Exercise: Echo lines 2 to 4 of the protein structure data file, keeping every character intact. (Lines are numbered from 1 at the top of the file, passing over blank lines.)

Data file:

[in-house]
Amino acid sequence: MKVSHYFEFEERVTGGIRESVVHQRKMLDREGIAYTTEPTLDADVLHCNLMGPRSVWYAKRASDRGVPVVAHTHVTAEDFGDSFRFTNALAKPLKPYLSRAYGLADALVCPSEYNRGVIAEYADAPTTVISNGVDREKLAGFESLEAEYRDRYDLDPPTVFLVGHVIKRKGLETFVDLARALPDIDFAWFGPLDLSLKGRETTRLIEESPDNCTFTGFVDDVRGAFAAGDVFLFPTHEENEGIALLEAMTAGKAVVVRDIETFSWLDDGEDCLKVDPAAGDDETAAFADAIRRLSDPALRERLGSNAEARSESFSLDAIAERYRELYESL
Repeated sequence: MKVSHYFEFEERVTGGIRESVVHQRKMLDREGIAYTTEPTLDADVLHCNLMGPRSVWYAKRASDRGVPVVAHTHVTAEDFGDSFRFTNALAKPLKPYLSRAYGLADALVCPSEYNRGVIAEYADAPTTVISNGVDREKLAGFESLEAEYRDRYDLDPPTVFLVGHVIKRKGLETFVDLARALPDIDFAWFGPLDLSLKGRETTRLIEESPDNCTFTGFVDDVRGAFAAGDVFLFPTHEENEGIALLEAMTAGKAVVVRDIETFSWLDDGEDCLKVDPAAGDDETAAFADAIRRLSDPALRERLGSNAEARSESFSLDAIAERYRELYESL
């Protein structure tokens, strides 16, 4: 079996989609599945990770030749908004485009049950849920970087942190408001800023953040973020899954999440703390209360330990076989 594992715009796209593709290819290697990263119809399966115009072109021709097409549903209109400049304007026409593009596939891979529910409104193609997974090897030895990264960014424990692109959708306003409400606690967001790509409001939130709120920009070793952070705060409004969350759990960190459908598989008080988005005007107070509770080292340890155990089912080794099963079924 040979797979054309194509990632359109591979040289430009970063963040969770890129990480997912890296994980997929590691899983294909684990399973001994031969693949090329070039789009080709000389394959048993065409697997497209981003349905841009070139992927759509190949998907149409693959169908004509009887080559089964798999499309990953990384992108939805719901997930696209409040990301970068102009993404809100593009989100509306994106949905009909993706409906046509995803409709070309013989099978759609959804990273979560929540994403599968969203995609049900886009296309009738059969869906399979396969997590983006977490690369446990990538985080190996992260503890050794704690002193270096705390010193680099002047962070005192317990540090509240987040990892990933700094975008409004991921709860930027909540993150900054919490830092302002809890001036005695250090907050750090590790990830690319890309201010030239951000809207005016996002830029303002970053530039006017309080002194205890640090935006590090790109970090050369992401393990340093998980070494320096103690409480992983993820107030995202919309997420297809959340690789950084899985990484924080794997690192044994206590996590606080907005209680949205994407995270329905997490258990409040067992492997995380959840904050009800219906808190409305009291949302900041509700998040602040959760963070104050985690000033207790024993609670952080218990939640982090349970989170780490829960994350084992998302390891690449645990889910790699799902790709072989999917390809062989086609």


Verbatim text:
Amino acid sequence: MKVSHYFEFEERVTGGIRESVVHQRKMLDREGIAYTTEPTLDADVLHCNLMGPRSVWYAKRASDRGVPVVAHTHVTAEDFGDSFRFTNALAKPLKPYLSRAYGLADALVCPSEYNRGVIAEYADAPTTVISNGVDREKLAGFESLEAEYRDRYDLDPPTVFLVGHVIKRKGLETFVDLARALPDIDFAWFGPLDLSLKGRETTRLIEESPDNCTFTGFVDDVRGAFAAGDVFLFPTHEENEGIALLEAMTAGKAVVVRDIETFSWLDDGEDCLKVDPAAGDDETAAFADAIRRLSDPALRERLGSNAEARSESFSLDAIAERYRELYESL
Repeated sequence: MKVSHYFEFEERVTGGIRESVVHQRKMLDREGIAYTTEPTLDADVLHCNLMGPRSVWYAKRASDRGVPVVAHTHVTAEDFGDSFRFTNALAKPLKPYLSRAYGLADALVCPSEYNRGVIAEYADAPTTVISNGVDREKLAGFESLEAEYRDRYDLDPPTVFLVGHVIKRKGLETFVDLARALPDIDFAWFGPLDLSLKGRETTRLIEESPDNCTFTGFVDDVRGAFAAGDVFLFPTHEENEGIALLEAMTAGKAVVVRDIETFSWLDDGEDCLKVDPAAGDDETAAFADAIRRLSDPALRERLGSNAEARSESFSLDAIAERYRELYESL
């Protein structure tokens, strides 16, 4: 079996989609599945990770030749908004485009049950849920970087942190408001800023953040973020899954999440703390209360330990076989 594992715009796209593709290819290697990263119809399966115009072109021709097409549903209109400049304007026409593009596939891979529910409104193609997974090897030895990264960014424990692109959708306003409400606690967001790509409001939130709120920009070793952070705060409004969350759990960190459908598989008080988005005007107070509770080292340890155990089912080794099963079924 040979797979054309194509990632359109591979040289430009970063963040969770890129990480997912890296994980997929590691899983294909684990399973001994031969693949090329070039789009080709000389394959048993065409697997497209981003349905841009070139992927759509190949998907149409693959169908004509009887080559089964798999499309990953990384992108939805719901997930696209409040990301970068102009993404809100593009989100509306994106949905009909993706409906046509995803409709070309013989099978759609959804990273979560929540994403599968969203995609049900886009296309009738059969869906399979396969997590983006977490690369446990990538985080190996992260503890050794704690002193270096705390010193680099002047962070005192317990540090509240987040990892990933700094975008409004991921709860930027909540993150900054919490830092302002809890001036005695250090907050750090590790990830690319890309201010030239951000809207005016996002830029303002970053530039006017309080002194205890640090935006590090790109970090050369992401393990340093998980070494320096103690409480992983993820107030995202919309997420297809959340690789950084899985990484924080794997690192044994206590996590606080907005209680949205994407995270329905997490258990409040067992492997995380959840904050009800219906808190409305009291949302900041509700998040602040959760963070104050985690000033207790024993609670952080218990939640982090349970989170780490829960994350084992998302390891690449645990889910790699799902790709072989999917390809062989086609």